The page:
Ibogaine is used in many religious and therapeutic ceremonies of the Bwiti people of Africa, and it may be a useful tool in kicking heroin. The drug is a hallucinogen made from the root bark of a central African shrub. It’s been used for centuries as a rite of passage. Since the 1960s it has occasionally been used to treat a number of different addictions.
What Happens During an Ibogaine Ceremony?
Ibogaine ceremonies have been an important part of Bwiti culture for thousands of years. It generally has five distinct parts.
- Introduction to the Forest/Tree ceremony: The forest and all life and spirits in it are respected and thanked
- Bath Preparation/Bucket Ceremony: Healing plants are prepared for a forest bath, with prayer and offerings.
- Spiritual baths: Repeated at intervals, the body and spirit is cleansed with the spirit of the forest, negative energy is washed away
- Ibogaine Flood Dose Ceremony: A large dose of Ibogaine is taken. The experience varies from person to person, and can include visualisations.
- Reporting Ceremony: The experience is discussed and reflected upon
What is an Ibogaine Trip Like?
Everyone’s experience is different – some have vivid visual hallucinations of aliens or otherworldly beings, some find themselves surrounded by family and loved ones. There’s no real ‘work’ that the tripper needs to do, they just sit back and enjoy. It’s been described as eye-opening, enlightening. It’s definitely different to the trips caused by chemically manufactured drugs.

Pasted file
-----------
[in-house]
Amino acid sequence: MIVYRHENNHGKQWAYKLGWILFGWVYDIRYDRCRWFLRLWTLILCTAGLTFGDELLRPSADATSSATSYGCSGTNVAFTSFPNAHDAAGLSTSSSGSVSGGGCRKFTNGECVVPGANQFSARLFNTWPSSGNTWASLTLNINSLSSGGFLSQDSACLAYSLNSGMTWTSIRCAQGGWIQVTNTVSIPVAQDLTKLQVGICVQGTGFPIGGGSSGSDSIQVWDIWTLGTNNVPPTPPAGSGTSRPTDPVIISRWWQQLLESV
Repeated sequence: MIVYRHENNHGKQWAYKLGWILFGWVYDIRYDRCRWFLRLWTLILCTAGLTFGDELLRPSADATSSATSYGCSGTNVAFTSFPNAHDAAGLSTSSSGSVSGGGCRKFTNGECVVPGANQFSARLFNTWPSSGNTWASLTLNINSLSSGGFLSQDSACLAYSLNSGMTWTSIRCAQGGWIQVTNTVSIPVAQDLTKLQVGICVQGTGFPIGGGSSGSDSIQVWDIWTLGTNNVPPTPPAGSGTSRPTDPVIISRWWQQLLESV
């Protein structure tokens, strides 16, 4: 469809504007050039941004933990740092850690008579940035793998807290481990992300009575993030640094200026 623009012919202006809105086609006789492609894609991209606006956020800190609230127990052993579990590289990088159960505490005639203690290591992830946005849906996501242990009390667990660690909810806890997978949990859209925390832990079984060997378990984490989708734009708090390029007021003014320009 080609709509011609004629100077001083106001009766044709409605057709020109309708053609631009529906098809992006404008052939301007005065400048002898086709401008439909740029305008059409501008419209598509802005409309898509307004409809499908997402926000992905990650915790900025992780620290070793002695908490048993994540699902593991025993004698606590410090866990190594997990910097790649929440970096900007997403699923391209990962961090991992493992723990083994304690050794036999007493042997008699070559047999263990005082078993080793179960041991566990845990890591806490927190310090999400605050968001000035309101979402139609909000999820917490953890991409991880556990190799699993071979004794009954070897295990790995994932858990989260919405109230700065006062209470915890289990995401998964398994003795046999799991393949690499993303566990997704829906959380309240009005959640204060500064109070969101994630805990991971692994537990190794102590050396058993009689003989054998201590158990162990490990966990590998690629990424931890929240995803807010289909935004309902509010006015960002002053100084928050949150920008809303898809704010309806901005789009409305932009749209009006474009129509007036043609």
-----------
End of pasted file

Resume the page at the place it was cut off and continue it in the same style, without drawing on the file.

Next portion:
How does Ibogaine Cure Addictions
Many people with addictions, from smoking to sex to heroin have been almost miraculously cured by Ibogaine. There are two different factors.
- Ibogaine does physically reduce cravings. The shakes, sweats, etc. that the body goes through when deprived of a substance it’s addicted to are less. For this reason, either multiple low doses or one high dose are effective.
- The trip can be eye-opening or enlightening. After an Ibogaine ceremony, people can find themselves having a new outlook on life, suddenly their addiction seems less important.
Of course there are no real ‘miracle cures’ for any addiction. For someone to get over an addiction they have to be ready and willing, but researchers are looking into the use of Ibogaine to treat addictions, and the results are looking promising.
Ibogaine is still a controlled substance in the US. Because of its hallucinogenic qualities, law-makers are worried it will be abused. While there is not necessarily a lot of hope for legalisation in the US any time soon, it’s unregulated in both Mexico and Canada.